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Over the last 25,000 years glaciers have had an even greater effect on our global landscape than earthquakes, volcanoes, hurricanes, or floods. But because they flow so slowly, they are often overlooked as a significant agent of change. A glacier is a large mass of ice that acts like a river, flowing downhill under the influence of gravity. Glaciers are "born" at high elevations where snow builds up over many years without significant melting. In these "accumulation zones," snow at the bottom of the pile gets compacted by the weight of new snow above, causing it to turn into dense glacial ice. Once the depth of the ice reaches 20 to 30 meters (66 to 98 feet), there is enough pressure from above to cause the ice pack to slowly "creep" or flow downhill. As long as new snow is added at the top, a glacier will continue to move forward. As the front of a flowing glacier moves downhill, it scours the land surface, picking up rock and soil and trapping it in the ice. If snow keeps falling and temperatures stay cold enough, glaciers will continue to move downhill, eventually reaching a point of dynamic equilibrium. Here, the rate of melting at the front of the glacier is exactly balanced by the flow rate of the glacier from the back. While it may look like the glacier has stopped, the flow of ice is continuous, so large piles of glacially derived sediment begin to build up at the foot of the glacier. When the glacier retreats, the deposits become terminal moraines. These telltale signs of past glacial action often reach several hundred meters in thickness. In polar regions like Antarctica and Greenland, so much snow accumulates that individual glaciers flowing down valleys begin to merge together, forming large-scale continental ice sheets. In some cases, these massive glaciers are more than 1,000 meters (3,300 feet) thick and, while they may look static, they too are in continuous motion. Data seems to suggest that over the course of the last two decades, global warming may be causing glaciers all over the world to retreat. The fear is that large-scale melting of glaciers will create a devastating rise in sea level. Only time will tell if this is a long-term trend or simply a natural "blip" in the worldwide glacial cycle.


Because it takes an enormous amount of mass to make a real glacier creep downhill, scientists often rely on substitute materials to make a model of fluid flow in glaciers. In this activity, you'll make a highly viscous suspension of cornstarch and water to simulate a glacier, and track the way that it flows down a "valley." Materials per group of four students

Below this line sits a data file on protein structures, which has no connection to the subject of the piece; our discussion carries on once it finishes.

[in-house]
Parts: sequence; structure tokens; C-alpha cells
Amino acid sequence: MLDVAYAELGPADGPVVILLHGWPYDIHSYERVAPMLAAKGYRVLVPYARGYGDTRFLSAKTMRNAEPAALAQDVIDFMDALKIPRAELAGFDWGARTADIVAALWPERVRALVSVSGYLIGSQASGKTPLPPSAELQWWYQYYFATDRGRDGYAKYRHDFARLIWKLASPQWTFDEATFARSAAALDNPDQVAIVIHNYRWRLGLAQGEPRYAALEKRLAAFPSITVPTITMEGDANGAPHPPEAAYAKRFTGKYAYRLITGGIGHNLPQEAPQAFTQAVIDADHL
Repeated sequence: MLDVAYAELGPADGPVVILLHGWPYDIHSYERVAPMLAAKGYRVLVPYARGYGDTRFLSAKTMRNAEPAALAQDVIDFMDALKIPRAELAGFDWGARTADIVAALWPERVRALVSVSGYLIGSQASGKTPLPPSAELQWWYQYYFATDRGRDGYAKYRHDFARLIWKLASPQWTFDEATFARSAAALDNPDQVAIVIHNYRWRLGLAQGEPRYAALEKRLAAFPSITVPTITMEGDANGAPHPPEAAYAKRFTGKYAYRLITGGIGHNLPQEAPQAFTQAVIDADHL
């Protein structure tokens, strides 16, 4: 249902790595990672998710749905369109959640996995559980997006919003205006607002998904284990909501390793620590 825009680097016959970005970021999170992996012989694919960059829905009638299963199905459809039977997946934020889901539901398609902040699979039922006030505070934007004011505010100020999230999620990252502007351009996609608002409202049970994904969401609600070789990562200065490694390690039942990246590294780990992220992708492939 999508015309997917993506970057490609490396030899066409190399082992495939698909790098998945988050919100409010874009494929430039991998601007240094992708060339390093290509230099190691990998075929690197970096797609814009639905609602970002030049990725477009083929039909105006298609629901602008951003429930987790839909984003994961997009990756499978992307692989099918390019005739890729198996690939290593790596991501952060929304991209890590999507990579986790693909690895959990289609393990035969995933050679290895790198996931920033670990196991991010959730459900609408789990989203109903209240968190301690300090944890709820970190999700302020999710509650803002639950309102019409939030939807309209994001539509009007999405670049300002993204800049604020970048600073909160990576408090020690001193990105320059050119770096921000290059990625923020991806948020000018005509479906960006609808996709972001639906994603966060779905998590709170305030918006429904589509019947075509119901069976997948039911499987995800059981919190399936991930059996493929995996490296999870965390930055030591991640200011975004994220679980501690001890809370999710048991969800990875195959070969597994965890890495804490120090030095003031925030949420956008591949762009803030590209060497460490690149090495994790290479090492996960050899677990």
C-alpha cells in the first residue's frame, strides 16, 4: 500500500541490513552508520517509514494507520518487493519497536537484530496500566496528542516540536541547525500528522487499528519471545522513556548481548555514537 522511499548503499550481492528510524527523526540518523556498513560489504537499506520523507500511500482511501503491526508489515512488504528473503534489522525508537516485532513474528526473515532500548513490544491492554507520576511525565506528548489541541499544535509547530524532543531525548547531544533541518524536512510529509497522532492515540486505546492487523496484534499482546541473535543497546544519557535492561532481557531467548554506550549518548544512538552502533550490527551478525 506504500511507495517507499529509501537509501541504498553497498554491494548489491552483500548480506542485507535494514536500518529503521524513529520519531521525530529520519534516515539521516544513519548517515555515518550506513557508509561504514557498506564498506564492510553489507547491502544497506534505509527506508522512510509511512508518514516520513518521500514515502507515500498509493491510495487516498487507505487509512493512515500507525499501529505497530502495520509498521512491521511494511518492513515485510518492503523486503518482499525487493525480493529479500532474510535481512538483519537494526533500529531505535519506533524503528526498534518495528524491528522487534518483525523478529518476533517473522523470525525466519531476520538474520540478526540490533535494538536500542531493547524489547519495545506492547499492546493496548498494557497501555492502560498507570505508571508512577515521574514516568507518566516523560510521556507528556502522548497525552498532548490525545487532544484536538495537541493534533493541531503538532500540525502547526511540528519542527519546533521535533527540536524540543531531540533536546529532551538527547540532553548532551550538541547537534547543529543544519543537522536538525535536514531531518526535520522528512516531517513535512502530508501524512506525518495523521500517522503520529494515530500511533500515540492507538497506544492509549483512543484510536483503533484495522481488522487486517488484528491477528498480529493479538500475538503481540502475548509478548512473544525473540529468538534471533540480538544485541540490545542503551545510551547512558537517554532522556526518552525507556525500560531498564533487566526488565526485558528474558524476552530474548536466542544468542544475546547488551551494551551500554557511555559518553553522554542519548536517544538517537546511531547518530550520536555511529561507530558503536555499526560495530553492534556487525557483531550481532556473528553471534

• plastic shoe box
  • one 16-oz box of cornstarch
  • one to two cups of water
  • one 2-qt mixing bowl
  • 5 wooden toothpicks
  • 5?6 large pebbles
  • one 5" x 7" inch index card
  • pencil
1. Mix the cornstarch and water together in the bowl to form a suspension with the consistency of toothpaste. (It should not be runny or wet.) 2. Lay the pencil flat on the table and place one end of the shoe box on top of it to give the box a slight tilt. Begin pouring the cornstarch mixture into the box at the raised end and observe what happens. 3. After the mixture has flowed through the entire box, scrape it up with your hand and pile it in the raised end of the box. Use the index cards to make a "dam" across the shoe box valley to hold the mixture back. Lay the five toothpicks across the front of the mixture so that they are one inch apart and parallel to each other. Remove the dam and observe the way the toothpicks move as the glacier flows. 4. After you have tracked the flow of the glacier with the toothpicks, repeat the experiment, but this time place a few large pebbles on the bottom of the shoe box to make obstructions in the valley. Allow the glacier to flow again and observe what happens when it interacts with the obstructions.
Questions 1. When the cornstarch mixture initially flowed through the box, what shape did the front take? How does this relate to valley glaciers? 2. When you released the mixture from behind the index card "dam," what pattern did the toothpick markers make? What do you think caused this? 3. What happens to the flow of the glacier when it hits the obstructions in the valley? Do you notice anything different in the top of the glacier as it flows over the rocks?